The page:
Demonstration Fusor

A Demonstration Fusor is a simplified version of a fusor, designed, as the name implies, to demonstrate the principle of Inertial Electrstatic Confinement without actually performing fusion. Both the voltages used, and the levels of vacuum reached, are usually not sufficient for actual fusion. The residual gas in the chamber is air, not deuterium.

A Demonstration Fusor is usually the first step toward actual fusion, and the majority of amateurs do not get past this stage. (Going further requires better vacuum equipment, a higher voltage power supply, more sophisticated vacuum metering, a source of Deuterium, and equipment for neutron detection and counting. Shielding from x-ray radiation also becomes a factor because of the higher voltages used)

The equipment as initially assembled in the Haylett garage. The power supply and the vacuum gauge are both out of view.

The meters (photographed later on) indicating 7839 volts, and 6.74 milliamperes.

PLASMA! The faint glow of plasma forming around the inner grid as pressure is lowered.

A clearly formed plasma “bugle”.

At slightly lower pressure, the bugle becomes an electron beam, and begins localized heating of the bell jar wall (Not good!).

As the pressure falls still further, the voltage rises and the current decreases.
By around 7500 to 8000 volts, all signs of the bugle and electron beam are gone, and a star begins to form.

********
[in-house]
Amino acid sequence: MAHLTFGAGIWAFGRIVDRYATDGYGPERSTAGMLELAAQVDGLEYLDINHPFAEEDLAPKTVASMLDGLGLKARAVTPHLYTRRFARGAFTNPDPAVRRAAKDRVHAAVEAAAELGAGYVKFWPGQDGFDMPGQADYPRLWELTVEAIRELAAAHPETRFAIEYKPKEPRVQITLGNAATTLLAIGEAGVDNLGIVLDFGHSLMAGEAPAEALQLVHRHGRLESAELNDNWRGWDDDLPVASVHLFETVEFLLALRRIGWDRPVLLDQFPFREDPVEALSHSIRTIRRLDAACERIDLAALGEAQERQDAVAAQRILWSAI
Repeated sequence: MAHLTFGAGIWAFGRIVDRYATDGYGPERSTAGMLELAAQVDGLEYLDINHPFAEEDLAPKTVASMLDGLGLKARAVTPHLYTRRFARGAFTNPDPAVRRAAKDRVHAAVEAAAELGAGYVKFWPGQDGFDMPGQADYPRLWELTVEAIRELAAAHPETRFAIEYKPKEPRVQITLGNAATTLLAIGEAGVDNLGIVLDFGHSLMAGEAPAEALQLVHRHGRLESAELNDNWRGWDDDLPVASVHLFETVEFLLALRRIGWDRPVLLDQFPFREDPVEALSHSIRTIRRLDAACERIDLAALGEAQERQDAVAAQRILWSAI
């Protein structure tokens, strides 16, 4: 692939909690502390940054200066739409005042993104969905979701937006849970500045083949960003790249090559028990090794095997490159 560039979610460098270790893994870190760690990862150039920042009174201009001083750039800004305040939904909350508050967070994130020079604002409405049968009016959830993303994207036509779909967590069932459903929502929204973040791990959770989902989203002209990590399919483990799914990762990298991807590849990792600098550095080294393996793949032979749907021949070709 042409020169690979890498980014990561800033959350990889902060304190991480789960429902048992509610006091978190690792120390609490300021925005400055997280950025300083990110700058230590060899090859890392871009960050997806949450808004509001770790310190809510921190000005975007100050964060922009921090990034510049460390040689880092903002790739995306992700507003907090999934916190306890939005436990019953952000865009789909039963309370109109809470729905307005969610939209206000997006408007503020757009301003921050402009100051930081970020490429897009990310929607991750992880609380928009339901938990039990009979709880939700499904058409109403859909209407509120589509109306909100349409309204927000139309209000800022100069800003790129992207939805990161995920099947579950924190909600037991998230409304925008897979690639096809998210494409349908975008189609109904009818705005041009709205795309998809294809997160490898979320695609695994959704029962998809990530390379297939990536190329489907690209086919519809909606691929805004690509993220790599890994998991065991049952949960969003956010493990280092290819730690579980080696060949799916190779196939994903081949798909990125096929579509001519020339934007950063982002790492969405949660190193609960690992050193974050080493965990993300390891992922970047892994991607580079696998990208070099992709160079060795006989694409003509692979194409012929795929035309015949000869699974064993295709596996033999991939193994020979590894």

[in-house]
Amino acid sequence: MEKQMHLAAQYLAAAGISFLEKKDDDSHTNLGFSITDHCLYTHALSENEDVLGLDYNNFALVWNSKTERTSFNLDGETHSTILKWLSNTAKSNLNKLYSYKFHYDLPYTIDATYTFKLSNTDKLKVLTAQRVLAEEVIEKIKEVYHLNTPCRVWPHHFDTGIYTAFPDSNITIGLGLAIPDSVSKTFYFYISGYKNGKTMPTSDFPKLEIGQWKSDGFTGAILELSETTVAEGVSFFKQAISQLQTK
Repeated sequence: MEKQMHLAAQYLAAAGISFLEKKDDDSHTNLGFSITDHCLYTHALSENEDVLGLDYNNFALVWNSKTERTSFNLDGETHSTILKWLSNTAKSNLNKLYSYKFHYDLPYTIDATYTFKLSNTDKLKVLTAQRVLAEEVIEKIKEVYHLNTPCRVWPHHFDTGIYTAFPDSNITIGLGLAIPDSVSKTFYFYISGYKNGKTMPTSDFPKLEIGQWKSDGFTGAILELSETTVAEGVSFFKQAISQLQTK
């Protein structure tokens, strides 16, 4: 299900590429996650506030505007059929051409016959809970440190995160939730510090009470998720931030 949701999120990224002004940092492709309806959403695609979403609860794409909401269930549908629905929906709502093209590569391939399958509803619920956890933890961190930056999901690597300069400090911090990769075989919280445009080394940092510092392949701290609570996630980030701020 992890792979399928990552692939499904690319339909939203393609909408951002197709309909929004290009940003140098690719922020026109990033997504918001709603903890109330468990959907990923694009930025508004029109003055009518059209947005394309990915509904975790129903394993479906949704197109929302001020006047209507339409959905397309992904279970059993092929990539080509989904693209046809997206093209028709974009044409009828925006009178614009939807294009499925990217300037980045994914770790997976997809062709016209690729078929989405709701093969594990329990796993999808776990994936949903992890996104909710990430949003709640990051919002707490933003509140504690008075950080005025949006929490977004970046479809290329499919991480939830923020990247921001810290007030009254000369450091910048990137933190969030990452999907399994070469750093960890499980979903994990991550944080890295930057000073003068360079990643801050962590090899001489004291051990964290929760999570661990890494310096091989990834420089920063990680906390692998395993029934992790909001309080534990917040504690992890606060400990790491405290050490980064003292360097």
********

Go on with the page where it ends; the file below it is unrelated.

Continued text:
As the pressure drops further, the voltage continues to rise,  the current continues to fall, and the plasma star gets dimmer.

At around 9500 volts, the plasma extinguishes. At that moment, the current drops to essentially zero, and the voltage climbs to the power supply’s maximum – around 10,700 volts.


An Excellent Example of STAR MODE in a Demonstration Fusor

Although still just a demonstration fusor, and still using air rather than deuterium, a clearly formed “fusion star” is visible with a ray coming out of the center of each opening in the grid.

Records were unfortunately lost, but the operating voltage at the time of the photo is believed to have been around 15,000 volts, with a current of between 3 and 4 mA. At this time we still did not have a calibrated pressure gauge available.

The inner grid used was slightly smaller than the first inner grid. The power supply still used a 15,000 volt, 30 mA neon sign transformer, but with the center tap ground removed so that the full 15,000 volts could be rectified with a full-wave bridge rectifier. The output was then filtered with a 35,000 volt, 30 nF cap. and current limited with a resistance of approx. 70 K ohms. The rectifier and resistors were kept submerged in oil.

Open-circuit voltage of this power supply is close to 22,000 Volts DC when supplied with 140 volts A.C. from a Variac.


Next: Nuclear Fusion in the basement